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NYPD Accused of Corruption, Confining Police Officer

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Aug. 11 (Bloomberg) -- A New York City police officer, claiming he was locked in a psychiatric ward after documenting “rampant” corruption in the department, sued the city, police officials and a Queens, New York, hospital for $50 million.

The plaintiff, Adrian Schoolcraft, is a decorated U.S. Navy veteran who received multiple commendations as an eight-year member of the NYPD, according to a complaint filed yesterday in Manhattan federal court. The suit claims police officials tried to “intimidate” him and “retaliate” after he revealed an “illegal” policy requiring officers to boost arrests, falsify reports and suborn perjury to manipulate crime statistics.

Schoolcraft’s suit alleges he was taken from his home in Glendale, Queens, on Oct. 31 -- and confined against his will in Jamaica Hospital Center’s psychiatric ward for six days to “discredit his allegations.”

Police “unlawfully entered plaintiff’s home, had him forcibly removed in handcuffs, seized his personal effects, including evidence he had gathered documenting NYPD corruption,” before taking him to the facility, Schoolcraft said in the complaint.

Manipulated Statistics

Schoolcraft’s allegations of misconduct first came to light in February, when the New York Daily News reported that the 81st Precinct in the Bedford-Stuyvesant area of Brooklyn, where he was based, was under investigation for manipulating statistics in an effort to drive down reported crime rates.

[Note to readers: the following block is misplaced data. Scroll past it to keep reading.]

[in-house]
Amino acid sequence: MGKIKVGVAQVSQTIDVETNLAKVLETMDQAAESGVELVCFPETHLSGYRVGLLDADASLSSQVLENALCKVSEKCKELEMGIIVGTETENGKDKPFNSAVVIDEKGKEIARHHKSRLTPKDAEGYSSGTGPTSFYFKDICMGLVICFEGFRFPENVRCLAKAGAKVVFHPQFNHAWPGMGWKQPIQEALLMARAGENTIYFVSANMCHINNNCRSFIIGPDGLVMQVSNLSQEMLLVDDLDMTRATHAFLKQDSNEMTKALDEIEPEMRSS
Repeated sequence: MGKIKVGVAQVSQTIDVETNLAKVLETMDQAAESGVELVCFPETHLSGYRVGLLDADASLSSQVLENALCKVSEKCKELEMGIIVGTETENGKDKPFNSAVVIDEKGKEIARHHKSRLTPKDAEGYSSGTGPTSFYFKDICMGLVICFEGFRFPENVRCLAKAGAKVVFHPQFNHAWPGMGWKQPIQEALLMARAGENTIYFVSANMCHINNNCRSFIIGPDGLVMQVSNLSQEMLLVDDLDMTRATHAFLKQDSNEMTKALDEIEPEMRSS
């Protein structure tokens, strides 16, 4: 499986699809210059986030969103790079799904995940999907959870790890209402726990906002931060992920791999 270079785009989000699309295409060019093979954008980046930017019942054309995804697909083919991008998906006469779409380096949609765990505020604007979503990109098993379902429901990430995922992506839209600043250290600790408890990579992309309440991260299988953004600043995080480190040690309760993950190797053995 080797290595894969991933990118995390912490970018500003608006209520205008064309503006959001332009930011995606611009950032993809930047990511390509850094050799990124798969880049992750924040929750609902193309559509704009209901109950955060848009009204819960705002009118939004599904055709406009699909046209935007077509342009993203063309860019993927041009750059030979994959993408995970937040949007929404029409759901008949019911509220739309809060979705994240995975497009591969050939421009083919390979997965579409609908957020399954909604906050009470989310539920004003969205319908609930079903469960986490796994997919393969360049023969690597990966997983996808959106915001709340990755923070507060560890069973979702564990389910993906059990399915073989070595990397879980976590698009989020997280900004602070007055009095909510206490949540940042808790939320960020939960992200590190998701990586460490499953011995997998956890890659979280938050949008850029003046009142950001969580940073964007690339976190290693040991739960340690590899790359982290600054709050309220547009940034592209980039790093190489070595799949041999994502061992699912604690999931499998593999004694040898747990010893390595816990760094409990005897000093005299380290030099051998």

The Village Voice, a weekly New York newspaper, published a series of articles in May detailing what said were recordings Schoolcraft made of precinct roll calls and meetings with supervisors and internal investigation units from July 2008 to September 2009. Some of the recordings were posted on the paper’s website.

Paul Browne, an NYPD spokesman, and Natifia Gaines, a spokeswoman for Jamaica Hospital’s owner, Medisys Health Network Center, declined to comment. Connie Pankratz, spokeswoman for New York City’s Law Department, said the city hasn’t received the lawsuit yet and declined to comment.

Schoolcraft, who has been suspended without pay since his alleged hospitalization in October, now lives in upstate New York, his lawyer, Jon Norinsberg, said in a telephone interview.

‘Campaign of Retaliation’

His father, Larry, sought advice on how to handle the department’s “campaign of retaliation and intimidation” from David Durk, who helped former NYPD detective Frank Serpico expose police corruption in the 1970s, the lawsuit says.

Durk contacted the department’s Internal Affairs Bureau in August 2009 to report alleged corruption in the 81st Precinct, where Serpico began his career. Serpico’s efforts to combat corruption in the NYPD were chronicled in the 1973 film “Serpico,” starring Al Pacino. Adrian Schoolcraft contacted internal affairs two days after Durk, according to the lawsuit.

New York City Mayor Michael Bloomberg is founder and majority owner of Bloomberg LP, the parent company of Bloomberg News.

The case is Schoolcraft v. The City of New York, 10-06005, U.S. District Court for the Southern District of New York (Manhattan).

To contact the reporters on this story: Chris Dolmetsch in New York at cdolmetsch@bloomberg.net.

To contact the editor responsible for this story: David E. Rovella at drovella@bloomberg.net

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